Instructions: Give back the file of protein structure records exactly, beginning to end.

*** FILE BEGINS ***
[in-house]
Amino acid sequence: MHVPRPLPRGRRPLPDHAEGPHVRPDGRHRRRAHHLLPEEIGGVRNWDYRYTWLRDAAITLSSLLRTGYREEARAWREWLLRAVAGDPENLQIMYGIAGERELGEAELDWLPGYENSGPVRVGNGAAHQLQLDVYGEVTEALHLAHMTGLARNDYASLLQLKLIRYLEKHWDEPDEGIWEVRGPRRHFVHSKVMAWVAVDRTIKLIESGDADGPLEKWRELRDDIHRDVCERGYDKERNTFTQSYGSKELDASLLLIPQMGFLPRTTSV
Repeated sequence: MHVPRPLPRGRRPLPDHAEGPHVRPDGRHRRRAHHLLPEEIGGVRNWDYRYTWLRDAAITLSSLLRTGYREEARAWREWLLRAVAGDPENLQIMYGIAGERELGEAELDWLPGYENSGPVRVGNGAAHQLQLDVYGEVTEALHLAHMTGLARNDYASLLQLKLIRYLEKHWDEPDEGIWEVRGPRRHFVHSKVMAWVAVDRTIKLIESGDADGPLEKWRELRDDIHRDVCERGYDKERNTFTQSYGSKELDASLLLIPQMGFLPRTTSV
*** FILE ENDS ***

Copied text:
[in-house]
Amino acid sequence: MHVPRPLPRGRRPLPDHAEGPHVRPDGRHRRRAHHLLPEEIGGVRNWDYRYTWLRDAAITLSSLLRTGYREEARAWREWLLRAVAGDPENLQIMYGIAGERELGEAELDWLPGYENSGPVRVGNGAAHQLQLDVYGEVTEALHLAHMTGLARNDYASLLQLKLIRYLEKHWDEPDEGIWEVRGPRRHFVHSKVMAWVAVDRTIKLIESGDADGPLEKWRELRDDIHRDVCERGYDKERNTFTQSYGSKELDASLLLIPQMGFLPRTTSV
Repeated sequence: MHVPRPLPRGRRPLPDHAEGPHVRPDGRHRRRAHHLLPEEIGGVRNWDYRYTWLRDAAITLSSLLRTGYREEARAWREWLLRAVAGDPENLQIMYGIAGERELGEAELDWLPGYENSGPVRVGNGAAHQLQLDVYGEVTEALHLAHMTGLARNDYASLLQLKLIRYLEKHWDEPDEGIWEVRGPRRHFVHSKVMAWVAVDRTIKLIESGDADGPLEKWRELRDDIHRDVCERGYDKERNTFTQSYGSKELDASLLLIPQMGFLPRTTSV